‘Star Trek’ Lieutenant Uhura Was XX – The Hollywood Reporter
Nichelle Nichols, who made history and earned the admiration of Martin Luther King Jr. for her role as a communications officer lieutenant Uhura above Star Trek, has died. She is 89 years old.
Nichols, who previously sang and danced as a performer with Duke Ellington’s orchestra, died Saturday night of natural causes, her son, Kyle Johnson, posted on the page. Her official Facebook on Sunday.
“I regret to inform you that a wonderful light in the lighting system no longer shines for us as it has for many years. Last night, my mother, Nichelle Nichols, succumbed to natural causes and passed away. However, her light, like those of ancient galaxies now being seen for the first time, will remain for us and future generations to enjoy, learn from, and draw inspiration from,” said Johnson. write. “Her life was a good one and a role model for all of us. Me and the rest of our family, will appreciate your patience and patience as we grieve her loss until we can recover enough to say more. . Her services will be available to family members and closest friends of hers and we ask that her and our privacy be respected.”
Nichols played a powerful man on television at a time when most Black women were playing servants.
She was cast in the role Uhura via Star Trek Gene’s creator Roddenberry after she made a cameo as fiancee about a black US Marine who was a victim of racism in a 1964 episode of another NBC show he created, Camp Pendleton-set sublieutenant.
(Leonard Nimoy and Ricardo Montalbantwo other people Star Trek actor, has appeared on Roddenberry whole series.)
In the 2010 documentary Trek NationNichols said she informed Roddenberry midway Star Trekthe first season in 1966-67 that she wanted to quit the show and go back to musical theater, which she called “her first love”.
Yet a chance encounter with King at the NAACP fundraiser – who knew he was a Trekker? – get Nichols to stay.
“He told me that Star Trek was one of the only shows that his wife Coretta and he would allow their young children to stay watch,” she recalls. “I thanked him and I told him I was leaving the show. All smiles were on his face and he said, ‘You can’t do that. Don’t you understand why, for the first time, are we seen as we should be? You do not have a black role. You have an equal role. ‘
“I got back to work on Monday morning and went to Gene’s office and told him what happened over the weekend. And he said, ‘Welcome home. We have a lot of work to do.’ “
Speak Roddenberry in the documentary: “I’m so glad that in those days, when you couldn’t even watch Negro on television, that I wasn’t just a Negro but a Black woman and a soldier. Black Officer.”
Nichols played Nyota Uhurapeople from the future African United States, in all three seasons of the series, which featured a multiracial, multiracial crew manning the deck of the Starship Enterprise.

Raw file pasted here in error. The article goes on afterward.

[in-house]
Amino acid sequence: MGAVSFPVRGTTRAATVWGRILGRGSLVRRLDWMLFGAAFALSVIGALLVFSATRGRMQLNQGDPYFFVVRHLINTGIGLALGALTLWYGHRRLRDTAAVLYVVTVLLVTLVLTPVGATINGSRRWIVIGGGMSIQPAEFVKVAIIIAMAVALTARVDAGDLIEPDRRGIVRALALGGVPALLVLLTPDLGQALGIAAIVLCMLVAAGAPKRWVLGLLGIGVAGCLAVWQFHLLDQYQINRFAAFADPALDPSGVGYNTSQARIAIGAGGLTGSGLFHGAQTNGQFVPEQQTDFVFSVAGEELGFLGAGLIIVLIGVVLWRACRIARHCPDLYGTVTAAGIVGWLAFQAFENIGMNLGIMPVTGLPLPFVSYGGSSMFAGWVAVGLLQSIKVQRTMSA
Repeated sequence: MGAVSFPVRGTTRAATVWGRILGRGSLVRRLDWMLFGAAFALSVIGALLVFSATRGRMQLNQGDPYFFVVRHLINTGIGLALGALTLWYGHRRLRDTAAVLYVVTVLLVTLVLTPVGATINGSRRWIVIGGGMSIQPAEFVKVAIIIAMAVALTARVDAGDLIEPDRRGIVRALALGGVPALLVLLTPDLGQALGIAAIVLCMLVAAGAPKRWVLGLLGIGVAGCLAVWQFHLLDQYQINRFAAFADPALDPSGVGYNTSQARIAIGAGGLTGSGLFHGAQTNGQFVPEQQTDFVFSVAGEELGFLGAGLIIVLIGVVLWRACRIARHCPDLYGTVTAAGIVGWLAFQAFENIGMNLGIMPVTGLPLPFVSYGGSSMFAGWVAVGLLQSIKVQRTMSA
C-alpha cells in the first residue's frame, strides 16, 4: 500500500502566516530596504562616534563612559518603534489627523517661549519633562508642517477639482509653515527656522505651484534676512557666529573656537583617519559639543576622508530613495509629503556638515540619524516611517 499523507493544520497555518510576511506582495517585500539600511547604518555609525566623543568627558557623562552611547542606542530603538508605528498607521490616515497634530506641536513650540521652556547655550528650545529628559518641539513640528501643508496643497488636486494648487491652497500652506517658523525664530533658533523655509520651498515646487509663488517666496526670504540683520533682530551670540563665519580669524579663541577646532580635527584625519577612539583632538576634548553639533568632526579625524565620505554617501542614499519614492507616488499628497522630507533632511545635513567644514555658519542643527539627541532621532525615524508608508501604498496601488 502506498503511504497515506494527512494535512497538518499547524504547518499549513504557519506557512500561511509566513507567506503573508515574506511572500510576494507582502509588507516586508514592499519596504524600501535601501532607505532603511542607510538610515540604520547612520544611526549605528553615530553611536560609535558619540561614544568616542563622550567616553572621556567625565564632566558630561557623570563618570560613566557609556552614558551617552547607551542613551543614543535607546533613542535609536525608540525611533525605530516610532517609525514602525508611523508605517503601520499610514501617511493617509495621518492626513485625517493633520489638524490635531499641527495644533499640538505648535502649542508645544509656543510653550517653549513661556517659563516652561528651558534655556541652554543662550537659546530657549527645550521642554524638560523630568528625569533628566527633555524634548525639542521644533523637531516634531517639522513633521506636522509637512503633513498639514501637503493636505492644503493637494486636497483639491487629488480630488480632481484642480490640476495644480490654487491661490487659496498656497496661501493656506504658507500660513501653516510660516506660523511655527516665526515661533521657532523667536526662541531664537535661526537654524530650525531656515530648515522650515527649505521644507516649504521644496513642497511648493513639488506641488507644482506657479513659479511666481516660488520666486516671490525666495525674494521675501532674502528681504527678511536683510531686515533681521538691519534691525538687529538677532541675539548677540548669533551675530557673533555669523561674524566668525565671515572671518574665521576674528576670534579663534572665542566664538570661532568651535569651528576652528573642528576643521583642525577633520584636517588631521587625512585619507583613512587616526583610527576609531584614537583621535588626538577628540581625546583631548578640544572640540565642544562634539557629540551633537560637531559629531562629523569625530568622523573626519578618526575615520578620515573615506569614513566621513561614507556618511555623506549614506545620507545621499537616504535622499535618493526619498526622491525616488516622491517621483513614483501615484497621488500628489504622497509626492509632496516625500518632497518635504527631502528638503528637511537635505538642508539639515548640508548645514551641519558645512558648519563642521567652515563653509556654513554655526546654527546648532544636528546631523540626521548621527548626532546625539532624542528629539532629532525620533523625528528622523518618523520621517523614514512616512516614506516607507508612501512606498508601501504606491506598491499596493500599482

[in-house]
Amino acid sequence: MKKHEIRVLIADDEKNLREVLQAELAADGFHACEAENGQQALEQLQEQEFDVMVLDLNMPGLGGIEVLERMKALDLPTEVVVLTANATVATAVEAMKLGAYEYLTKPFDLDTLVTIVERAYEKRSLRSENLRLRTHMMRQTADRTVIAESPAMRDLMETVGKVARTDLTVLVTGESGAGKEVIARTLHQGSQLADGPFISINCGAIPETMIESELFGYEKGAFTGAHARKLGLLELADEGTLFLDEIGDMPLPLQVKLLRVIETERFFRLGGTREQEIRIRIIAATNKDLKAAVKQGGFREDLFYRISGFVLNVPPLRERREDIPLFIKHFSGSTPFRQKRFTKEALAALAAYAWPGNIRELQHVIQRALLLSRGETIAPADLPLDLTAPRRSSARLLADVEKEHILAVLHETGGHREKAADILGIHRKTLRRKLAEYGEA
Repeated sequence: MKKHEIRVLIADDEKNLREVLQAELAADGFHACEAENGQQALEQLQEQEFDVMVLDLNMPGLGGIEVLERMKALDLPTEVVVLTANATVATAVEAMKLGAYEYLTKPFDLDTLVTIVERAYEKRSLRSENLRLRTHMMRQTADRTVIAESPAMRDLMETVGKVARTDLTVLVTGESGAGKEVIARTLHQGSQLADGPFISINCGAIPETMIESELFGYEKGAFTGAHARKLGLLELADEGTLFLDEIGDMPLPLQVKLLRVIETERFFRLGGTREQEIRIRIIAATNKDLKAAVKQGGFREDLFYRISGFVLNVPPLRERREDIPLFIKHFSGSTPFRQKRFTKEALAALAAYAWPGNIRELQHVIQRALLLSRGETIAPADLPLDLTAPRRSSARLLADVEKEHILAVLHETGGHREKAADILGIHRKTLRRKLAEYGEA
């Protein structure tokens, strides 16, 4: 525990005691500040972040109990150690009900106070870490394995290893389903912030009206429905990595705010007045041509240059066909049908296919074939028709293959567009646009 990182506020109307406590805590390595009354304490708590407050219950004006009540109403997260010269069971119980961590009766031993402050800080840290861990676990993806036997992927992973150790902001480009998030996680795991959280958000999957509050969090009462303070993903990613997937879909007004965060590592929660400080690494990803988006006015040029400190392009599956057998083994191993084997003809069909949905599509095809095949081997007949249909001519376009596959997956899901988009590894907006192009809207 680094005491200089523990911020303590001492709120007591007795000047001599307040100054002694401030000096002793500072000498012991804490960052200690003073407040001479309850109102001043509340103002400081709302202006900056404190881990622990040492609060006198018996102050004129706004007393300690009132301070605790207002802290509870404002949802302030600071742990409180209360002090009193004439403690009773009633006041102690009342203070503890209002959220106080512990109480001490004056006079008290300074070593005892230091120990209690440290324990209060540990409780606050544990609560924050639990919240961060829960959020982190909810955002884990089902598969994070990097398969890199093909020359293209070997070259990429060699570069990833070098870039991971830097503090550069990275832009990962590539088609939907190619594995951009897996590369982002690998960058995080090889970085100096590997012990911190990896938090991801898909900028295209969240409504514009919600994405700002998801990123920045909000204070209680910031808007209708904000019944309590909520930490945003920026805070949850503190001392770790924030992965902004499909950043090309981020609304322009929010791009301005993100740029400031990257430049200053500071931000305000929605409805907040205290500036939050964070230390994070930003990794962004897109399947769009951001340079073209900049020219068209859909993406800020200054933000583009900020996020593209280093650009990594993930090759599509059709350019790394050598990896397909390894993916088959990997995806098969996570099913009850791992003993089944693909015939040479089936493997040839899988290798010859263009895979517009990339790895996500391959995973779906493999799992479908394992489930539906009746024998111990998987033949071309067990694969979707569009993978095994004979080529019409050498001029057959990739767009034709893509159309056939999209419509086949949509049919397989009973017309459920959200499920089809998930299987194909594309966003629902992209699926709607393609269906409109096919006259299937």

She reprized this role in all six Star Trek films from 1979 to 1991, about the animated series and some video games and about a 2002 episode of exhibition about the future.
In the last two Star Trek film directed by JJ Abrams, Uhura described by Zoe Saldana.
In the original Star Trek episode “Plato’s Stepchildren”, first aired in November 1968, Uhura and Captain Kirk (William Shatner) shared an interracial kiss. (They couldn’t help themselves; according to the plot, the aliens made them do it.)
When NBC executives learned about the kiss during production, they were afraid stations in the Southern states wouldn’t air the episode, so they asked to shoot another version of the scene. But Nichols and Shatner deliberately twist each addition.
“In the end, the people in charge were satisfied: ‘Damn it. Let’s go with the kiss,” Nichols wrote in her 1994 book, Beyond Uhura: Star Trek and Other Memories. “I guess they figured we were going to be canceled in a few months anyway. And so the kiss stayed.”
inside mid-1970safter Nichols accepted NASA’s assignment in a speech for not reaching out to women and minorities, the organization asked her to be a recruiter.
“I went everywhere,” she said. “I went to universities with strong science and engineering programs. I am a guest of NORAD [The North American Aerospace Defense Command]where no one had been before.
“At the end of the recruitment, NASA had a lot of highly qualified people. They married six women, they married three African-American men… that’s a very fulfilling achievement for me. “
Among those who applied to NASA thanks to Nichols were Sally Ride, Judith ResnikRonald McNair and Ellison Onizuka. A documentary about her efforts, Woman in motionpremiered in 2018.
Grace Nichols was born on December 28, 1932, in the Chicago suburb of Robbins, Illinois, where she studied dance at the Chicago Ballet Academy. As a teenager, she toured as a dancer with Ellington and Lionel Hampton, then sang for the first time with Ellington’s band when one performer fell ill at the last minute.
She danced with Sammy Davis Jr. In Satire and bess (1959), was a dice player in James Garner Mister Buddwing (1966) and played the evil leader of a prostitution ring who took out Isaac Hayes in Revolving truck (1974). In 1968, she recorded an album, Reality.
Nichols appears as the grandmother of vengeful angel Monica Dawson (Dana Davis), who has the power to mimic any physical movement she witnesses, on the NBC series Hero.
Her recent dramas appear more Snow dog (2002), Are we There Yet? (2005) and This bitter earth (2012).
Survivors include her son, Johnson, who starred in the film Gordon Parks . Learning tree (1969). The LA time reported in August 2021 that he was at the center of a conservatorship battle over his mother.